A handmade watch is an exquisite complex piece of moving jewellery, built with the world's most valuable materials. Hours of skilled labour are invested to create unparalleled luxury.
Swiss watches are world renowned for their unbelievable quality and their accurate movement. Some of the world’s most prestigious watchmakers: Patek Phillipe, Tag Heuer, Audemars Piguet and Breitling are indeed Swiss. Although you might be familiar with external aesthetics of a luxury watch, do you know what is behind the face? Here is a look at how luxury watches are made.
Four Years of Training
Most Swiss watchmakers go through four years of training at one of the many watchmaking institutes around Switzerland in able to work with one of the most prestigious watch brands in the world. The coursework covers both mechanical and aesthetic aspects of the watch. The first two years of the program are instructional; the third and fourth years are dedicated to laboratory work and hands-on training. The program is even federally certified as a vocational diploma.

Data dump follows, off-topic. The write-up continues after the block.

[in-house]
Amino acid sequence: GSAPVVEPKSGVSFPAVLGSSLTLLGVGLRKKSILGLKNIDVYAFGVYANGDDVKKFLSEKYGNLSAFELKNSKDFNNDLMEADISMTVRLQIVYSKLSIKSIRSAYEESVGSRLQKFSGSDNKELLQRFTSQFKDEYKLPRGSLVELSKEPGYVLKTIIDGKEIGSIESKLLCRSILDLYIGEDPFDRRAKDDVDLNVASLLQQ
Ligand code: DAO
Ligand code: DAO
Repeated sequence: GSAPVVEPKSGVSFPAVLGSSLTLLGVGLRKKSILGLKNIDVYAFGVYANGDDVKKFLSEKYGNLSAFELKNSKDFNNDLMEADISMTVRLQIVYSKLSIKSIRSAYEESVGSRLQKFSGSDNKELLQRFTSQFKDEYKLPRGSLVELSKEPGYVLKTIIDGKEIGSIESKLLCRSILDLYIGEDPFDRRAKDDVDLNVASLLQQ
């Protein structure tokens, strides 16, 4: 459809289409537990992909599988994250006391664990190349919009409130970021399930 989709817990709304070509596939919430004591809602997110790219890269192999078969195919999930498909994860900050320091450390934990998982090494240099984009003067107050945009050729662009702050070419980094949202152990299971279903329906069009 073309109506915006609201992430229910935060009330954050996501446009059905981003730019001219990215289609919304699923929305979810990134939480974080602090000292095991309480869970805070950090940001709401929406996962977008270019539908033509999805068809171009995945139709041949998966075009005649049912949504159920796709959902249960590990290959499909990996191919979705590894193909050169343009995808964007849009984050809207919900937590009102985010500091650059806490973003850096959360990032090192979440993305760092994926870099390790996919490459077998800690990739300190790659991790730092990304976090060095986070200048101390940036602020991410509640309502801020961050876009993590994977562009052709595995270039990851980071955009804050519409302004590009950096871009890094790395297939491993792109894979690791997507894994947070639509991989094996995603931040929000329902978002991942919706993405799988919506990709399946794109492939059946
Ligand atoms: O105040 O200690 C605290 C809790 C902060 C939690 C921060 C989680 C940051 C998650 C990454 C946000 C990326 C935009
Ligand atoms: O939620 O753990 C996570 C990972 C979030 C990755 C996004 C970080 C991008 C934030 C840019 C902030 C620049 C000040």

Astoundingly TAG Heuer creates a completely digital model of the watch to be made, then a bespoke prototype is made, by hand of course and it is tested to make sure that lives up to the companies standards. As the video shows the prototype watches are put through a gauntlet of tests, to ensure even the aesthetic parts of the watch stay intact after impact, submersion and repeated abrasion. Manufacturers like TAG Heuer and Brietling offer various qualities of watches, some of which completely handmade and other which are made in combination with handmade and mass-production processes.
According to the documentary above, about Swiss watchmaker Breitling, their luxurious and expensive flag-ship watch, the Chronomat’s mechanism is composed of a dizzying 346 parts. Taking into consideration the miniscule scale that those parts need to be fitted into, this is an astounding technical and feat of craftsmanship. Patek Phillipe’s website has a very interesting and comprehensive list of their own movement creating process.